I knew nothing, zero, about the National Foundation for the Advancement of the Arts. (Its name was eventually downsized to Young Arts.) Nor did anyone else I spoke to know anything about the Miami-based organization. But as a deeply committed believer in arts education, its mission was right up my alley: To offer 140 especially gifted high school seniors a chance to spend a week in Miami, a chance to be mentored by major artists, an opportunity to perform in New York City, and to win college scholarships. That first spring, my enthusiasm translated into a The New York Times story about the organization. The following spring, armed with more knowledge, and even greater enthusiasm, we successfully pitched and achieved: a front page daily Times story on a master class that Edward Albee gave to the Young Arts kids, a New Yorker Talk of the Town piece, a spot on the Today Show, and a nice piece (and full page photo) in Time Out. In June, we got a giant front page Arts & Leisure story that included major interview and photos of Lin Arison, who along with her late husband Ted, founded the organization. We were rocking and learning from some of the most irrepressibly talented kids in the United States.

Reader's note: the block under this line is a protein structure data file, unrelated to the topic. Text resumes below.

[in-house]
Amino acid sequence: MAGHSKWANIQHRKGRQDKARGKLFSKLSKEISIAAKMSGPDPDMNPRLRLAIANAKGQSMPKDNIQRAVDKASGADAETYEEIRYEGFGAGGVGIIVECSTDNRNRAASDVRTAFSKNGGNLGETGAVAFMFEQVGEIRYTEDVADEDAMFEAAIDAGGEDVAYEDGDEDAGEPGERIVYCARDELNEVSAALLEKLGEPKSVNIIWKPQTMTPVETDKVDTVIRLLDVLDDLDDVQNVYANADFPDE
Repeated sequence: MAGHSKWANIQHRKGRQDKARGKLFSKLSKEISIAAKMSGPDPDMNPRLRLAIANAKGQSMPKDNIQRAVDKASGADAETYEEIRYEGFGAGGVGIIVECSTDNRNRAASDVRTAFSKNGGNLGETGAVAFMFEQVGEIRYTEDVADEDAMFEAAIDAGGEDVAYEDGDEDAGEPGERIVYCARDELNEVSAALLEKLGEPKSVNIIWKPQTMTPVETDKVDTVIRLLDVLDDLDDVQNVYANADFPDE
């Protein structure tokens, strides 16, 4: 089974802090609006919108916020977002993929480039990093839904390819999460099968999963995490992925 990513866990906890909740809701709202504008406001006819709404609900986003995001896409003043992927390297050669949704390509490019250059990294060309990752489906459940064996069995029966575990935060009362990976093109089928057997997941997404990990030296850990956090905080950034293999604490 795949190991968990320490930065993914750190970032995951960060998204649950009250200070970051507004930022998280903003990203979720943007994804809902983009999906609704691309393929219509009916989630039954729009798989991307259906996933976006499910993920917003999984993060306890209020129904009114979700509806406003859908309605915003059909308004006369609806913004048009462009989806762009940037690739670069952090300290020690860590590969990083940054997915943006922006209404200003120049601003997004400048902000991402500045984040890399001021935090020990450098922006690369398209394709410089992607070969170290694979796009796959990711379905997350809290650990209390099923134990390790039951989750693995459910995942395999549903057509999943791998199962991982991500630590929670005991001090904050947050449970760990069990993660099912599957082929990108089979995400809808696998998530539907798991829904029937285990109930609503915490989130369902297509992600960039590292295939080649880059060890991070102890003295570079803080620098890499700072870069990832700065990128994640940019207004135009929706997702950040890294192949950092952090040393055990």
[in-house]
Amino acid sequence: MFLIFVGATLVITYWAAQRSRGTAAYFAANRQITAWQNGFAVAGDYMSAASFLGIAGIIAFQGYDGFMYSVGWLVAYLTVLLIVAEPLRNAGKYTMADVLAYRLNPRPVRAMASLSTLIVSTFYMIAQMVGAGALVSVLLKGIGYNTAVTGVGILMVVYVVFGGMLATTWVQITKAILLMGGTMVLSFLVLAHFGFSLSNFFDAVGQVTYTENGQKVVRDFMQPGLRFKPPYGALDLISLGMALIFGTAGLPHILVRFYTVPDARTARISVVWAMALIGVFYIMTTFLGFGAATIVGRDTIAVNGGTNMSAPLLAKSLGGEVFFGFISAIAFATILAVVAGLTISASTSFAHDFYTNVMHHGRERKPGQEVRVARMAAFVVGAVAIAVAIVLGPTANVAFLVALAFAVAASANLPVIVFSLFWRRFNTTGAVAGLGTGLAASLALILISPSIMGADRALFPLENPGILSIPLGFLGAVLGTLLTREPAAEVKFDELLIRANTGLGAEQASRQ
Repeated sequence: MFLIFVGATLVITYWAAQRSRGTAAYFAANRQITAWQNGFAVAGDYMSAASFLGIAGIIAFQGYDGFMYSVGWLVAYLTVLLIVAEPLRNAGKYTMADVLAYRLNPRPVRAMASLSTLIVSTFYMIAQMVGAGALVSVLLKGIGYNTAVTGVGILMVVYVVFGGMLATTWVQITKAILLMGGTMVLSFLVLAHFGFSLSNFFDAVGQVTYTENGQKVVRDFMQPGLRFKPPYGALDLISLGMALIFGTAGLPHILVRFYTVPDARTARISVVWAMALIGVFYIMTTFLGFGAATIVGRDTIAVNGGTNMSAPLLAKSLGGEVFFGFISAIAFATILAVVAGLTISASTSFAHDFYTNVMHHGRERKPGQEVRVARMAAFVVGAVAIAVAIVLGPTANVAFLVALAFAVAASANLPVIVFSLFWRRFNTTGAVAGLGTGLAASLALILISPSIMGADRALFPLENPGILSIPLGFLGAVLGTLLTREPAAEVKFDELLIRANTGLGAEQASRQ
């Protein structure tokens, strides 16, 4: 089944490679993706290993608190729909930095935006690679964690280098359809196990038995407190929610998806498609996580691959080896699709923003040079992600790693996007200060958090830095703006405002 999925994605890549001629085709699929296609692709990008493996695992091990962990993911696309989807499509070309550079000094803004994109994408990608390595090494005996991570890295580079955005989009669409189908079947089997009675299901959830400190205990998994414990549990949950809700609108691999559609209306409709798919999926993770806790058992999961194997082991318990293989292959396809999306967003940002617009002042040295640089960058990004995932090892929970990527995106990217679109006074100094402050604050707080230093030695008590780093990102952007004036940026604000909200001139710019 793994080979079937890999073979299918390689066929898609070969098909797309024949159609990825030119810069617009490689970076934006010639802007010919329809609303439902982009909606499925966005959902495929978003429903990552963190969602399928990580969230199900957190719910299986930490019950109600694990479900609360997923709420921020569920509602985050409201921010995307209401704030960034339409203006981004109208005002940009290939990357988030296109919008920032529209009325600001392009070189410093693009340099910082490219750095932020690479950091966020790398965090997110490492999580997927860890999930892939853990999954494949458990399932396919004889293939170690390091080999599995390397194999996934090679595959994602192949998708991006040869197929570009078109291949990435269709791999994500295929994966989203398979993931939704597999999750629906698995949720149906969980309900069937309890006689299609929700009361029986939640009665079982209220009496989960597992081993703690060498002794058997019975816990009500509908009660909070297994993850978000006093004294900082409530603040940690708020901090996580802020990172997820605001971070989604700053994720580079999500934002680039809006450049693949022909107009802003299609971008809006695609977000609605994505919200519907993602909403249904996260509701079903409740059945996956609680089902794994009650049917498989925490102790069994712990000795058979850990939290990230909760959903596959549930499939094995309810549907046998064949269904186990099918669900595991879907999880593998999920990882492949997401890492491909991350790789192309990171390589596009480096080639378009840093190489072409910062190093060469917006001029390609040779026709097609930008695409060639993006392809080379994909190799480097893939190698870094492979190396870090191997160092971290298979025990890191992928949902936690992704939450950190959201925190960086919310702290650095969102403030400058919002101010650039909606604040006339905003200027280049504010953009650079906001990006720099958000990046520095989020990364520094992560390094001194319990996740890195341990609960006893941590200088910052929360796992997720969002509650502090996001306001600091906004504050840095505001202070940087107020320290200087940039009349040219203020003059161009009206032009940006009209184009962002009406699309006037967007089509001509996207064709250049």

Years: 2006, 2007, 2008, 2009
Art form: Institutional